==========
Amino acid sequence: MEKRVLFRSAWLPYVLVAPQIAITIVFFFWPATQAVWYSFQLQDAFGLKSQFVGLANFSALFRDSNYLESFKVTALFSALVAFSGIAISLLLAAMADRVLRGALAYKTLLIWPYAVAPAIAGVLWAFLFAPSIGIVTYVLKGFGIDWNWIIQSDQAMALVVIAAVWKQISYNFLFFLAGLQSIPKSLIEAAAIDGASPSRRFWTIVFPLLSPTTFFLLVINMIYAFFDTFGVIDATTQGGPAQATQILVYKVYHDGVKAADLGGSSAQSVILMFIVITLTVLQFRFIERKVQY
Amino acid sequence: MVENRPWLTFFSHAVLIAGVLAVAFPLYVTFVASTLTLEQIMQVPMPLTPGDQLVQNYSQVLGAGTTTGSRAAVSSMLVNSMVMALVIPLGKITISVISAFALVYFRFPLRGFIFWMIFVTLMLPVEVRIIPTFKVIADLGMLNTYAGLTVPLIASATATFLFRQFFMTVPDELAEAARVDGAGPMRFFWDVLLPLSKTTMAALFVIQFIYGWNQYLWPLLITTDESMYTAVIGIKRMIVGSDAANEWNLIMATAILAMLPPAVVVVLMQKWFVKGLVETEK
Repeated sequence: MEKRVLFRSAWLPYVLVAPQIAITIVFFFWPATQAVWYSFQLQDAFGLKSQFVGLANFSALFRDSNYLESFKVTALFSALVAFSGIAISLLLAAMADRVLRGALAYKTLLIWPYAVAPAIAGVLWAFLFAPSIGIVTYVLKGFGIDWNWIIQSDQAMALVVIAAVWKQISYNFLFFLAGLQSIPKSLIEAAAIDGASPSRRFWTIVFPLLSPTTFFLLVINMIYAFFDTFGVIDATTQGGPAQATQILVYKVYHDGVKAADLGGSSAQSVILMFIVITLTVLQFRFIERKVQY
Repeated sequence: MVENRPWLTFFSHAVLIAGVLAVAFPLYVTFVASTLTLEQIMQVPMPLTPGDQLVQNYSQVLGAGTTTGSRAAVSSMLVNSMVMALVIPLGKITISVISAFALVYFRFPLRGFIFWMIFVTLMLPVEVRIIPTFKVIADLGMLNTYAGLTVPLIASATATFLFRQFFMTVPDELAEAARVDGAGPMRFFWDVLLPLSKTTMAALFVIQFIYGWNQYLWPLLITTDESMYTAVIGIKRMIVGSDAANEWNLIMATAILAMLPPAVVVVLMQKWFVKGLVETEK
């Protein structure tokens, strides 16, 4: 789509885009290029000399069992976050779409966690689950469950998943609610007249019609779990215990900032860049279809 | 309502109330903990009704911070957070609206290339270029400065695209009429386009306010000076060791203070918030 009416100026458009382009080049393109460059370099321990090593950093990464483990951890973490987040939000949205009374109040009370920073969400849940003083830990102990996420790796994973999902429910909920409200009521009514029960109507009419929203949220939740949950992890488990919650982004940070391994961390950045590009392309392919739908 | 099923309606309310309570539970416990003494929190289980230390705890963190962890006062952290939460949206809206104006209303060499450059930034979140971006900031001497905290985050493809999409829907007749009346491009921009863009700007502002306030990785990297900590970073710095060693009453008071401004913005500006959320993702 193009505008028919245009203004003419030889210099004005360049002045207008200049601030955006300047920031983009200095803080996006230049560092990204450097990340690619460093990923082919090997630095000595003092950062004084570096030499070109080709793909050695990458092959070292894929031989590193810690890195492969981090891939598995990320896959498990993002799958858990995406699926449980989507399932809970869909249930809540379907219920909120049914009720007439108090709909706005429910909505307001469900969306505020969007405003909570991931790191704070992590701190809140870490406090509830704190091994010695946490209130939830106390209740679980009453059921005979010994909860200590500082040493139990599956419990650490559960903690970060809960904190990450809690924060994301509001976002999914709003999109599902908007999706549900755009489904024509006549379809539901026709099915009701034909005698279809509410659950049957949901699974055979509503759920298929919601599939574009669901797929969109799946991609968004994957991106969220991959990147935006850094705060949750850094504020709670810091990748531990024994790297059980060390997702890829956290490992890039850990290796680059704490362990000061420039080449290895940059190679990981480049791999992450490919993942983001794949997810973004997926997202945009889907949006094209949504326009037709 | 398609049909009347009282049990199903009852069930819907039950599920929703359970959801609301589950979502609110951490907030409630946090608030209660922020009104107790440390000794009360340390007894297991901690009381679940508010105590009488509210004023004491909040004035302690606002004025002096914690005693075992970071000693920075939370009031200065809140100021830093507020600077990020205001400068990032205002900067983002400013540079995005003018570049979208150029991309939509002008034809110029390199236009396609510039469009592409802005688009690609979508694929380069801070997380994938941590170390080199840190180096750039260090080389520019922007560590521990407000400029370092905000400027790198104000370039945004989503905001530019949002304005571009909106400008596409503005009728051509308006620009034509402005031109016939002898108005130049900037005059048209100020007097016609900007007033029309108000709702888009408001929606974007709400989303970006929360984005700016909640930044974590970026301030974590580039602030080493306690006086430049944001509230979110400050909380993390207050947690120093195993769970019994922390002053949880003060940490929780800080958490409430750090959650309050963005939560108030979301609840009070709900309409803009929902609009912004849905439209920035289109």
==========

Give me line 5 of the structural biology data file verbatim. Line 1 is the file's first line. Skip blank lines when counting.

């Protein structure tokens, strides 16, 4: 789509885009290029000399069992976050779409966690689950469950998943609610007249019609779990215990900032860049279809 | 309502109330903990009704911070957070609206290339270029400065695209009429386009306010000076060791203070918030 009416100026458009382009080049393109460059370099321990090593950093990464483990951890973490987040939000949205009374109040009370920073969400849940003083830990102990996420790796994973999902429910909920409200009521009514029960109507009419929203949220939740949950992890488990919650982004940070391994961390950045590009392309392919739908 | 099923309606309310309570539970416990003494929190289980230390705890963190962890006062952290939460949206809206104006209303060499450059930034979140971006900031001497905290985050493809999409829907007749009346491009921009863009700007502002306030990785990297900590970073710095060693009453008071401004913005500006959320993702 193009505008028919245009203004003419030889210099004005360049002045207008200049601030955006300047920031983009200095803080996006230049560092990204450097990340690619460093990923082919090997630095000595003092950062004084570096030499070109080709793909050695990458092959070292894929031989590193810690890195492969981090891939598995990320896959498990993002799958858990995406699926449980989507399932809970869909249930809540379907219920909120049914009720007439108090709909706005429910909505307001469900969306505020969007405003909570991931790191704070992590701190809140870490406090509830704190091994010695946490209130939830106390209740679980009453059921005979010994909860200590500082040493139990599956419990650490559960903690970060809960904190990450809690924060994301509001976002999914709003999109599902908007999706549900755009489904024509006549379809539901026709099915009701034909005698279809509410659950049957949901699974055979509503759920298929919601599939574009669901797929969109799946991609968004994957991106969220991959990147935006850094705060949750850094504020709670810091990748531990024994790297059980060390997702890829956290490992890039850990290796680059704490362990000061420039080449290895940059190679990981480049791999992450490919993942983001794949997810973004997926997202945009889907949006094209949504326009037709 | 398609049909009347009282049990199903009852069930819907039950599920929703359970959801609301589950979502609110951490907030409630946090608030209660922020009104107790440390000794009360340390007894297991901690009381679940508010105590009488509210004023004491909040004035302690606002004025002096914690005693075992970071000693920075939370009031200065809140100021830093507020600077990020205001400068990032205002900067983002400013540079995005003018570049979208150029991309939509002008034809110029390199236009396609510039469009592409802005688009690609979508694929380069801070997380994938941590170390080199840190180096750039260090080389520019922007560590521990407000400029370092905000400027790198104000370039945004989503905001530019949002304005571009909106400008596409503005009728051509308006620009034509402005031109016939002898108005130049900037005059048209100020007097016609900007007033029309108000709702888009408001929606974007709400989303970006929360984005700016909640930044974590970026301030974590580039602030080493306690006086430049944001509230979110400050909380993390207050947690120093195993769970019994922390002053949880003060940490929780800080958490409430750090959650309050963005939560108030979301609840009070709900309409803009929902609009912004849905439209920035289109």